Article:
In these days of economic recession, it is very informative to learn that in the Northwest and Northeast zones of Nigeria, there is a rising trend of cow rustling; rustlers steal livestock like cattle in great numbers and take them to the bush or forest where they are hidden and protected with arms. In some cases, the security agencies have been able to release up to 2,000 cows or cattle from such rustlers. In one case recently, the armed rustlers who were ambushed, offered a bonanza of N5,000,000 cash to the operatives who collected the money and still arrested them as well as other rustlers.
So, it will be seen that the issue of Fulani cattle herdsmen has assumed a disproportionately high public visibility because of the raging economic problems in the whole country, which includes the North. The Fulani herdsmen who are bringing their cattle to graze in other parts of the country are not cattle rustlers or thieves, but are in charge of their masters’ cattle which they are accountable for.
Therefore, if the Southeast states and for that matter, other states assume and introduce the modern methods of raising livestock of different types with their business acumen as is found in other developing or developed nations, with their own domestic and business ranches, it is the intrinsic economic value which will dictate the preferable method of raising livestock. We know that it is not only the meat that is of value in livestock, we have other products such as milk, leather, bones and enriched manure for the farm that add value to the project.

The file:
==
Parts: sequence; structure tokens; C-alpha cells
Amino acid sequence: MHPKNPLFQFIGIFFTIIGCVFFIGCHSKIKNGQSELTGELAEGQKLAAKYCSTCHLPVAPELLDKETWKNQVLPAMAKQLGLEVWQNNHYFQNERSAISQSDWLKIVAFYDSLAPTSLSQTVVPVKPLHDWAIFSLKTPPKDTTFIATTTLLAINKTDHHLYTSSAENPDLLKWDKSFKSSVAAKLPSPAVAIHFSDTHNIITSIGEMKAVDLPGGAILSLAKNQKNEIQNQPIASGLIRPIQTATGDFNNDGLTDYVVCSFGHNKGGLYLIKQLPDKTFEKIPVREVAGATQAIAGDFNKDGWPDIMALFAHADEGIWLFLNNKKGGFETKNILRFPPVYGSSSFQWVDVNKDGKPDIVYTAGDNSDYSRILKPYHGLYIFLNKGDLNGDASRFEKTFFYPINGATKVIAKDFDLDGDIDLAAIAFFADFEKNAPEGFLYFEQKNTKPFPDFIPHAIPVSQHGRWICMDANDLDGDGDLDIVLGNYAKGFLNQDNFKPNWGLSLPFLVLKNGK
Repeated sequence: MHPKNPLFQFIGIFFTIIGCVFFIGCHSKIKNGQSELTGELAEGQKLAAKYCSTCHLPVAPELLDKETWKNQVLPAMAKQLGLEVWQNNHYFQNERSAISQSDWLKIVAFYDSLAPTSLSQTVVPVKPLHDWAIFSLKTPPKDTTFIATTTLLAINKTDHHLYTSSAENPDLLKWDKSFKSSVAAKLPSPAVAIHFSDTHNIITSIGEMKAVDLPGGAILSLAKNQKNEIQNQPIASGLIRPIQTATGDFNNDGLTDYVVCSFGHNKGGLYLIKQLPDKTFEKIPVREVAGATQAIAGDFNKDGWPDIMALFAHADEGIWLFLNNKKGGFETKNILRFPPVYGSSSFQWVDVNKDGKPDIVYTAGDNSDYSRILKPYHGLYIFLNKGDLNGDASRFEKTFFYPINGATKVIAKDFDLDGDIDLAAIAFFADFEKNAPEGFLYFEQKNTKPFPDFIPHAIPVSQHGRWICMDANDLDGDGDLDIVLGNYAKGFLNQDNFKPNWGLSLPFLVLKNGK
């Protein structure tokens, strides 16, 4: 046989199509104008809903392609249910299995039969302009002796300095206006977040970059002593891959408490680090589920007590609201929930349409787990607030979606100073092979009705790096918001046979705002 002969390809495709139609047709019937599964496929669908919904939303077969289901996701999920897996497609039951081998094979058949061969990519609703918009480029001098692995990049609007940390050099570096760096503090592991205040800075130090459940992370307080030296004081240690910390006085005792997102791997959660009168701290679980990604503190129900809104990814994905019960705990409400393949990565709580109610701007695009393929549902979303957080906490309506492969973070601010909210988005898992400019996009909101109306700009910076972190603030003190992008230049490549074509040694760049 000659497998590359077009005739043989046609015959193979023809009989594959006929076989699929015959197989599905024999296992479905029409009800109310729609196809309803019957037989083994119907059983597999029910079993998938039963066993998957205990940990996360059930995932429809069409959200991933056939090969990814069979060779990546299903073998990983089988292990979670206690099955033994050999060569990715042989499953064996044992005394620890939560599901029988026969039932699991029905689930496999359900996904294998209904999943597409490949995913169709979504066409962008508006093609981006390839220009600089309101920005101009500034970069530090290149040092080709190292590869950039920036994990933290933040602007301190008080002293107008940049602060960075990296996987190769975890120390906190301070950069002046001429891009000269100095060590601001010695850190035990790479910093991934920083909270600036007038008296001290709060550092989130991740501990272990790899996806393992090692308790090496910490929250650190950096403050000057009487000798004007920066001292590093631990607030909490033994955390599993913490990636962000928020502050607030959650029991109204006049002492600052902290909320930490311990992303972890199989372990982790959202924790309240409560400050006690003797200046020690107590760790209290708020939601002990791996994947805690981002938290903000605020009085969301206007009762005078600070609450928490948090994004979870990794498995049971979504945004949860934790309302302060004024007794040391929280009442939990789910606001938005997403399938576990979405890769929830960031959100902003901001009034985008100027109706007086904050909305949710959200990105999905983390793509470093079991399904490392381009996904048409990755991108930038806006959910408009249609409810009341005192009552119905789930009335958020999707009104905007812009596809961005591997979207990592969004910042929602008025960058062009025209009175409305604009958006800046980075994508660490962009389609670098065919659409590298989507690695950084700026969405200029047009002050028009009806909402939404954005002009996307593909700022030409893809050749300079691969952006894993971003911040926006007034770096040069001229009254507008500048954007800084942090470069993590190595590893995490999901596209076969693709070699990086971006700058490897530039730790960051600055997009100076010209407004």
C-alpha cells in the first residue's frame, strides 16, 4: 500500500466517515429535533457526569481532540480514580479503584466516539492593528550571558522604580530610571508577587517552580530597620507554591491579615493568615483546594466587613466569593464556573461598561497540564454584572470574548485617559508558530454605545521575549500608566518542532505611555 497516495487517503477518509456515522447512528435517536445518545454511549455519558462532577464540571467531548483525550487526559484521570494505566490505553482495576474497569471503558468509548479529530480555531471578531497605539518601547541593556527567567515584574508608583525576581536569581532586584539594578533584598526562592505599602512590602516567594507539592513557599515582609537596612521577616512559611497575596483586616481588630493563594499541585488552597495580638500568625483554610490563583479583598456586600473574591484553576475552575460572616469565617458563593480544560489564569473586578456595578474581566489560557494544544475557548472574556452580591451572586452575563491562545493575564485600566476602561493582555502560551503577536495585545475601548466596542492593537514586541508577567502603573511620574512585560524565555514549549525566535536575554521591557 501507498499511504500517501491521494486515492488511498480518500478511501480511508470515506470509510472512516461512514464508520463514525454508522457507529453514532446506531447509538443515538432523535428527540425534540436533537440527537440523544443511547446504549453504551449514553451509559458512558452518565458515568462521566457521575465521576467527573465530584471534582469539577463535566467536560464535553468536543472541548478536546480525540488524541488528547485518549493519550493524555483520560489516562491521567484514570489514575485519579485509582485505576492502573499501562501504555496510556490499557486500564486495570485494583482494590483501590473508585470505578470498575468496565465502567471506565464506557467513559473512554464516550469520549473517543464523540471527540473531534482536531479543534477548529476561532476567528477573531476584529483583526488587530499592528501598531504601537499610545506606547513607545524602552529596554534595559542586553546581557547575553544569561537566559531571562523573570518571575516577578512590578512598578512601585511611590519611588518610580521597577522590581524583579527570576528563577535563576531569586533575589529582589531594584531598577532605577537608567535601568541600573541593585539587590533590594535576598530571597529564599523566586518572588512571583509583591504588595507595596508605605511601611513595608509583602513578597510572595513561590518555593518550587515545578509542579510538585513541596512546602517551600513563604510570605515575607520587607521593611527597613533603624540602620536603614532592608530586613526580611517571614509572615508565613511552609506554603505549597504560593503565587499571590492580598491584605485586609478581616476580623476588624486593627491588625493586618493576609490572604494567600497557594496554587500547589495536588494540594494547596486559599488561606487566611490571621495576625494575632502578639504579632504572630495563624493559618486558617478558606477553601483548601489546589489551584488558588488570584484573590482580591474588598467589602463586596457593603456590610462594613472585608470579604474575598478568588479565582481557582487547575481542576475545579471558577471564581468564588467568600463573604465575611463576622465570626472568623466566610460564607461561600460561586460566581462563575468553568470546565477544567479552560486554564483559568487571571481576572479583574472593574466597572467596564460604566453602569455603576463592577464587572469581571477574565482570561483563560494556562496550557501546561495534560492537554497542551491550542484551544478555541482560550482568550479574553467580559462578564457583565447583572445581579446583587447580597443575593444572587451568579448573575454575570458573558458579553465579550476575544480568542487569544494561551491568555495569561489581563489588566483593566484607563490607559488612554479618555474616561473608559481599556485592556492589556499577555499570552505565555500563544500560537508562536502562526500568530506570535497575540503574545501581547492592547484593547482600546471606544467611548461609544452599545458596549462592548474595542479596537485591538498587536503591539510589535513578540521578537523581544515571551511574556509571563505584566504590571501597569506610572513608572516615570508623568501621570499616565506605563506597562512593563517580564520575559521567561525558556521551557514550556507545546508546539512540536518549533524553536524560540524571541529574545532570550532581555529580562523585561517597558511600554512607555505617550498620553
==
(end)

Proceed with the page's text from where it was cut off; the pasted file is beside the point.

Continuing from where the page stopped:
For instance, the raising of poultry has moved from the household method of raising poultry and eggs for domestic use of a family to the modern industrial method of poultry industry which some states and businessmen, in cooperation with foreign investors, have embarked upon without even meeting the domestic demands in Nigeria. It is of late that the federal government has embarked on the restriction of imported poultry products, some of which are being dumped on the Nigerian market because of their low quality.
The same applies to aquaculture and the raising of fish in Nigeria. Nigeria has more riverine capacity than most countries in the world, yet our government have not been fast enough to develop the fishery industry domestically. Only a few state governments in the last 10 years had embarked upon the establishment of fish ponds and training our entrepreneurs, with the provision of soft funds, some of which are guaranteed by the Central Bank of Nigeria to develop our internal capacity to provide fish products for our domestic consumption. Nigeria spends a lot of foreign exchange, which is no longer available, for the importation of fish from foreign-owned fishing trawlers outside our territorial waters. They preferentially dump frozen herring on our markets while carting away more valuable seafood such as shrimps to distant markets in order to maximize their earnings.
There are, no doubt, some very vital government financial policies which are designed to add value to agriculture within Nigeria at affordable rates and with technical expertise for a successful implementation of these ventures. We, therefore, call on the state governments to take necessary steps in partnership with the private sector to enhance these agro-ventures as purely viable economic and commercial ventures which will definitely add value to the economy of the states and our communities in the current episode of diversification of our economy as one sure way of getting out of the current economic recession quickly.
Chief Guy Ikokwu (Omenife)